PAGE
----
“Russian Paradise” (AK-47, Noggano): The Curious Case of the ‘Kitschy Underground’

“Just look in my eyes and you will see Russian paradise”

[Chorus: It serves as an homage to Coolio’s 1995 track “Gangster’s Paradise”]

When it comes to hip-hop, authenticity comes through the proximity to the nitty gritty, and the difficulties of the working man’s worlds, the minority reality, and the inner city left to its own devices. However, when it comes to Russian rap (ESPECIALLY) mid-2010s rap, it seems to create ‘underground’ rap doesn’t necessarily mean one thing anymore. Rather, it’s easier to ascertain what underground rap is through what it’s NOT, although even the determination of what is and is not mainstream is a tricky and not all together easy task. So what happens when a rap track uses many of the aesthetic elements of the ‘underground’ and yet is relatively ‘above ground’ when it comes to publicity, allusions, commercial popularity, and even language itself? Further, what should be understood when a hip-hop tracks purposefully pokes fun at the serious nature of the genre itself, and parodies itself to the point where a listener doesn’t know whether to laugh at its humor and jeer at its juvenile nature? Well, let me introduce you to one of the most peculiar Russian rap tracks that I’ve come across. Namely, “Russian Paradise” by the ‘Old School’ Russian rap group AK-47 (comprised of Vitya AK and Mitya AK).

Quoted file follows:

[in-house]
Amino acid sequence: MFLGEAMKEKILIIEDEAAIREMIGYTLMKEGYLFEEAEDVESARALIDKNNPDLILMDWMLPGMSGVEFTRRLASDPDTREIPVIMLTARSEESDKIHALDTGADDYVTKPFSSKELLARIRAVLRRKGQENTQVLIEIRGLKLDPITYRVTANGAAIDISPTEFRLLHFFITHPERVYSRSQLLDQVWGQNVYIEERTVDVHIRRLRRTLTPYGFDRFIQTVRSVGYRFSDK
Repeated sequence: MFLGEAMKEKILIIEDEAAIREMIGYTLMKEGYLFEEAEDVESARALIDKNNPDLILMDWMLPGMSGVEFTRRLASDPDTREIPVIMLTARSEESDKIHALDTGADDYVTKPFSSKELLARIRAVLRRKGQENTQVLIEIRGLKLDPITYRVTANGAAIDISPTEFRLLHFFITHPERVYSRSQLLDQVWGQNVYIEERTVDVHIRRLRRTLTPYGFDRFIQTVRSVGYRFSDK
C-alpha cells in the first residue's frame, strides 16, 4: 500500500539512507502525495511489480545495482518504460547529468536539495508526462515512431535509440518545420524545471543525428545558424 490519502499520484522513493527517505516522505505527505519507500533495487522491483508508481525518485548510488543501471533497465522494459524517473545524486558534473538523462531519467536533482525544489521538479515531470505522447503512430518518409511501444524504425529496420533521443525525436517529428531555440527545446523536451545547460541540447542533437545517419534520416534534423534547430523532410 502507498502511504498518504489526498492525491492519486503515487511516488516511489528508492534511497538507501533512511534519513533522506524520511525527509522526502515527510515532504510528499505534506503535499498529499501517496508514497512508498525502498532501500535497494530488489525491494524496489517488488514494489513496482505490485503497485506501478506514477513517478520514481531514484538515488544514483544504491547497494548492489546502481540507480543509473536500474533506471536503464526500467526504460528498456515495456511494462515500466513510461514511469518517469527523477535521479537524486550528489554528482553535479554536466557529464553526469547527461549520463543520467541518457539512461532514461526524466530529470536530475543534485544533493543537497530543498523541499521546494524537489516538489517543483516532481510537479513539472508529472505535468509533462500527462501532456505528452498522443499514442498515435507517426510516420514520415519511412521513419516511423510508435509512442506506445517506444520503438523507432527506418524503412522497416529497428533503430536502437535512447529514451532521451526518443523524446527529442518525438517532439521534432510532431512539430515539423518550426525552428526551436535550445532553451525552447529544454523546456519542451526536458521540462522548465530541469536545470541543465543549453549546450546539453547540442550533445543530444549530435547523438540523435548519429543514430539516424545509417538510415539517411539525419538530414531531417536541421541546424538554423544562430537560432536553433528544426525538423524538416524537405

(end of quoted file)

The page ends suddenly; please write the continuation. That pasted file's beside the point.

What The Heck is “Russian Paradise”?

“Russian Paradise” was the 17th and final track on AK-47’s 2015 album “Third” (or in Russian Третий), released on June 16th, and reaching fame only three days later.

The larger album is very much conventionally ‘rap’ in aesthetics, replete with texts about the underbelly of the everyday grind, the difficulties of youth and Russian life itself, maturity and the realization of existential mortality, and a whole lot of braggadocio and signifying. The track features many names from the ‘Old School’ and ‘Pre-New School’ eras of Russian rap including Triagutrika, Tony Tonite, and Noggano, and reads as very much an attempt to prove the viability of hip-hop in Russia OR substantiate the existence of Russian hip-hop as its own unique phenomenon. This notion of “proving one’s worth” when it comes to the purposeful attempt to construct a hip-hop aesthetic divergent from, but inevitably reliant upon, Western hip-hop forms is a hard issue which all Russian rappers deal with.

The way they choose to go about its answer is another matter, and in this album it can be understood as the use of geographical placement, nationally-specific existential reality checks, and experiences so culturally personal that only one from the country being referred to would comprehend the magnitude of the polemic. But this is to say nothing of the track’s musical life which is heavily steeped in a (harmonically) minor world outfitted with G-funk sobriety, accompanied by a conversational rap rap flow that read in a pedantic but firm rhythm, with all the necessary inflections and articulations needed to really sell the story being told.

Based on popular reception and its place on the charts (apparently reaching the no.1 place as the best-selling album), the music critic Boris Barabanov deeming the album “philosophical and patriotic” with verses bathed in “ease and grace.” In short, the album did really well domestically, and despite the album’s inordinate reliance on ‘Old School’ techniques like turntablism, slow tempos, melancholic soundscapes, transparent musical texture, and at one point “Old School trap” if that’s a thing, it can’t rightfully be called underground. It’s fully mainstream.

But What About The “Kitschy Underground”?